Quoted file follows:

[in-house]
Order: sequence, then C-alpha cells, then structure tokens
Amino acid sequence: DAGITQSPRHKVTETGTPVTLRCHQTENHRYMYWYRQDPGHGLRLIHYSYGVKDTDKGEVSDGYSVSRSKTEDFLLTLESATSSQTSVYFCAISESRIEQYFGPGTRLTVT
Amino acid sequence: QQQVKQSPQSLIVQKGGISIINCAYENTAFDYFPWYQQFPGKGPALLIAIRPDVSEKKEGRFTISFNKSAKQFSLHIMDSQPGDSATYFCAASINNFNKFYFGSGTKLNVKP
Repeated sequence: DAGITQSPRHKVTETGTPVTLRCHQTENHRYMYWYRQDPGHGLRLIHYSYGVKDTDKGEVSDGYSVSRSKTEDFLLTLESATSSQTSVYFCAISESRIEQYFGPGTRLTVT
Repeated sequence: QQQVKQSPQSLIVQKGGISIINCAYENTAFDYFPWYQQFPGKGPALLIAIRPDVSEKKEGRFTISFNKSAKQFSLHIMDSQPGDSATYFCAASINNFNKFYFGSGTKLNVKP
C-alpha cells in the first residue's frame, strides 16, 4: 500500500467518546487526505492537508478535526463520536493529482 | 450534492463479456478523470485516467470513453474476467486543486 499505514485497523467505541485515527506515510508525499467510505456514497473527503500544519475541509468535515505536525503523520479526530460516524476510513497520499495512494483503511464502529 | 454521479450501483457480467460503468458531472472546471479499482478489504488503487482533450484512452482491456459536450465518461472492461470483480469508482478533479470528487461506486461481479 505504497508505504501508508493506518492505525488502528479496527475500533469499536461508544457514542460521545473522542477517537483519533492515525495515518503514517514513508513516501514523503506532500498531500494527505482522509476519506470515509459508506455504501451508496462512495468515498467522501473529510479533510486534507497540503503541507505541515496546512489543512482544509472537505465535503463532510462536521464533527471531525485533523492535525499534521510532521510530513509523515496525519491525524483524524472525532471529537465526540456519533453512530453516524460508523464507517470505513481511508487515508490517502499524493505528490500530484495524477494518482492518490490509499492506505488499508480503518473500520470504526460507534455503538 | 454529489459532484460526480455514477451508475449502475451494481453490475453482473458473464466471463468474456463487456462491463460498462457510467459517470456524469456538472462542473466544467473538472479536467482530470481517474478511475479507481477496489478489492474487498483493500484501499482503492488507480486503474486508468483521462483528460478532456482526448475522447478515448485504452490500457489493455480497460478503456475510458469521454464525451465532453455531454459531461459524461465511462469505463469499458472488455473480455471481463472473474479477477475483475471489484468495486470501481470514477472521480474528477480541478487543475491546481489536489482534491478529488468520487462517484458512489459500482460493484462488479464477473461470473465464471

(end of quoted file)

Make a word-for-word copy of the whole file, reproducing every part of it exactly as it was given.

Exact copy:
[in-house]
Order: sequence, then C-alpha cells, then structure tokens
Amino acid sequence: DAGITQSPRHKVTETGTPVTLRCHQTENHRYMYWYRQDPGHGLRLIHYSYGVKDTDKGEVSDGYSVSRSKTEDFLLTLESATSSQTSVYFCAISESRIEQYFGPGTRLTVT
Amino acid sequence: QQQVKQSPQSLIVQKGGISIINCAYENTAFDYFPWYQQFPGKGPALLIAIRPDVSEKKEGRFTISFNKSAKQFSLHIMDSQPGDSATYFCAASINNFNKFYFGSGTKLNVKP
Repeated sequence: DAGITQSPRHKVTETGTPVTLRCHQTENHRYMYWYRQDPGHGLRLIHYSYGVKDTDKGEVSDGYSVSRSKTEDFLLTLESATSSQTSVYFCAISESRIEQYFGPGTRLTVT
Repeated sequence: QQQVKQSPQSLIVQKGGISIINCAYENTAFDYFPWYQQFPGKGPALLIAIRPDVSEKKEGRFTISFNKSAKQFSLHIMDSQPGDSATYFCAASINNFNKFYFGSGTKLNVKP
C-alpha cells in the first residue's frame, strides 16, 4: 500500500467518546487526505492537508478535526463520536493529482 | 450534492463479456478523470485516467470513453474476467486543486 499505514485497523467505541485515527506515510508525499467510505456514497473527503500544519475541509468535515505536525503523520479526530460516524476510513497520499495512494483503511464502529 | 454521479450501483457480467460503468458531472472546471479499482478489504488503487482533450484512452482491456459536450465518461472492461470483480469508482478533479470528487461506486461481479 505504497508505504501508508493506518492505525488502528479496527475500533469499536461508544457514542460521545473522542477517537483519533492515525495515518503514517514513508513516501514523503506532500498531500494527505482522509476519506470515509459508506455504501451508496462512495468515498467522501473529510479533510486534507497540503503541507505541515496546512489543512482544509472537505465535503463532510462536521464533527471531525485533523492535525499534521510532521510530513509523515496525519491525524483524524472525532471529537465526540456519533453512530453516524460508523464507517470505513481511508487515508490517502499524493505528490500530484495524477494518482492518490490509499492506505488499508480503518473500520470504526460507534455503538 | 454529489459532484460526480455514477451508475449502475451494481453490475453482473458473464466471463468474456463487456462491463460498462457510467459517470456524469456538472462542473466544467473538472479536467482530470481517474478511475479507481477496489478489492474487498483493500484501499482503492488507480486503474486508468483521462483528460478532456482526448475522447478515448485504452490500457489493455480497460478503456475510458469521454464525451465532453455531454459531461459524461465511462469505463469499458472488455473480455471481463472473474479477477475483475471489484468495486470501481470514477472521480474528477480541478487543475491546481489536489482534491478529488468520487462517484458512489459500482460493484462488479464477473461470473465464471